Bahrain, speaking on behalf of the Arab Group, said the Universal Periodic Review played an important role in promoting cooperation between States, but for it to be fully effective Member States must present a reasonable number of recommendations to avoid overloading the system. Furthermore, recommendations must take into account the cultural, political and religious characteristics of States and respect their national sovereignty, said the Arab Group.
Paraguay, speaking on behalf of a cross regional group of States, said the Universal Periodic Review was one the most universal mechanisms for the protection of human rights, and stressed the importance of non-selectivity and objectivity. The credibility of the Universal Periodic Review relied on positive change on the ground, and therefore on States’ efforts to implement and follow-up on accepted recommendations. The fundamental role of civil society and of its contribution was emphasized, and reprisals against human rights defenders were unacceptable.
China, speaking on behalf of a group of 25 like-minded countries, said it was essential that the Universal Periodic Review process remained universal, independent and impartial, and that it was conducted in a transparent and non-confrontational manner free from politicization and selectivity. The Universal Periodic Review Voluntary Fund should be strengthened to better assist developing countries. States had the primary responsibility to implement recommendations, and their sovereignty should be respected.
United Kingdom, speaking on behalf of a group of States, said the Universal Periodic Review provided a positive opportunity for inclusiveness and cooperation. A number of recommendations had triggered reforms and change, but a recurring problem was the lack of quality of some of the recommendations made. There was also a difficulty to effectively manage the increasingly high number of recommendations. Fewer and more focused recommendations had to be made. The importance of technical assistance and the trust fund for the implementation of recommendations was underlined.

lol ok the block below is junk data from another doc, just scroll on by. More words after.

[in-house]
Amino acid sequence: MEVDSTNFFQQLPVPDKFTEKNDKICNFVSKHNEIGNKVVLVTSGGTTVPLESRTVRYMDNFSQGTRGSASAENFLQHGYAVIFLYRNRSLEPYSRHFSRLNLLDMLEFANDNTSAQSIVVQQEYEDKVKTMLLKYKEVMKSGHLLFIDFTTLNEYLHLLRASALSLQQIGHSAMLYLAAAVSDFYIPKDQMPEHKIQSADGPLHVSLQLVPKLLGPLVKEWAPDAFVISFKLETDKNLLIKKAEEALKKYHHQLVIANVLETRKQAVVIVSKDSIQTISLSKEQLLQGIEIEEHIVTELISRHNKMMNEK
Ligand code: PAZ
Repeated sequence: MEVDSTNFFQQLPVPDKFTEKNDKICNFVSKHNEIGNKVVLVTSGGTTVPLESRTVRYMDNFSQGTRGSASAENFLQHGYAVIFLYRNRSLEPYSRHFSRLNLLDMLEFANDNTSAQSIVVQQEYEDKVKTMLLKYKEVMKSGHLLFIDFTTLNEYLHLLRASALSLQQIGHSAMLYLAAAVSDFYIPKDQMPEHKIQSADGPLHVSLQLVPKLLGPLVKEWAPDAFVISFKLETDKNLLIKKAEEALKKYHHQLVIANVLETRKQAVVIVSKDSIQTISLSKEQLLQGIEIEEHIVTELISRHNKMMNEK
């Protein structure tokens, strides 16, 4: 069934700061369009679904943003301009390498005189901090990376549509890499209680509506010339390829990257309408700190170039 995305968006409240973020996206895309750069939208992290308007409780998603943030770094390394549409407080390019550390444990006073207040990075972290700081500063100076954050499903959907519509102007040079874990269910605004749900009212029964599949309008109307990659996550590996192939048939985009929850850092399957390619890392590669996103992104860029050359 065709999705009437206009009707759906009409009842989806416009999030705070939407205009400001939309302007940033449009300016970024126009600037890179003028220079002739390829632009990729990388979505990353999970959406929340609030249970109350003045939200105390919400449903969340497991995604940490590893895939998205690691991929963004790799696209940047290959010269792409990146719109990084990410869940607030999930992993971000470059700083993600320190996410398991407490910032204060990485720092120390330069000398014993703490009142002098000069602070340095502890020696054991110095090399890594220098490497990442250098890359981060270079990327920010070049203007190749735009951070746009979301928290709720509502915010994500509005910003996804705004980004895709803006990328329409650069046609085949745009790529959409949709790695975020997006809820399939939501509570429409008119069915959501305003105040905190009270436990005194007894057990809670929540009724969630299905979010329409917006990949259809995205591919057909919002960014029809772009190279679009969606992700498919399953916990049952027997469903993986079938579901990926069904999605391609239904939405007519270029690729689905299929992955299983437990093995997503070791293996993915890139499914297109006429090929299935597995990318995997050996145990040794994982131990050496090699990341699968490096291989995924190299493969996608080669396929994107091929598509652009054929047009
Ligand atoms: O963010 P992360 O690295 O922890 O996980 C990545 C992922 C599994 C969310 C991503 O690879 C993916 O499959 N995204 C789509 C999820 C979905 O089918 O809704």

Morocco said the Universal Periodic Review was a very important mechanism, not least to promote cooperation between States, and thus any politicization of it must be avoided. Morocco welcomed the role played by the Voluntary Contribution Fund in the provision of technical assistance and called for it to be bolstered. It was essential that the Universal Periodic Review remained streamlined with a reasonable number of recommendations that were feasible for the country concerned to implement.
India said the Universal Periodic Review had steadily and visibly improved human rights in all participating countries of the United Nations. It had the potential to treat all countries on an even keel. The contribution of the Office of the High Commissioner to the process was laudable, as was the Board of Trustees that administrated the Voluntary Contributions Fund for technical assistance. The second cycle showed a trend for repeated recommendations and called for guidelines to address this challenge.
Albania commended States’ engagement in submitting a mid-term report, which was an opportunity to continue the dialogue on the implementation of the recommendations of the second cycle of the Universal Periodic Review. Albania commended the active role of civil society in the process, and also underlined the importance of capacity building, and technical and financial assistance provided by the Office of the High Commissioner for Human Rights.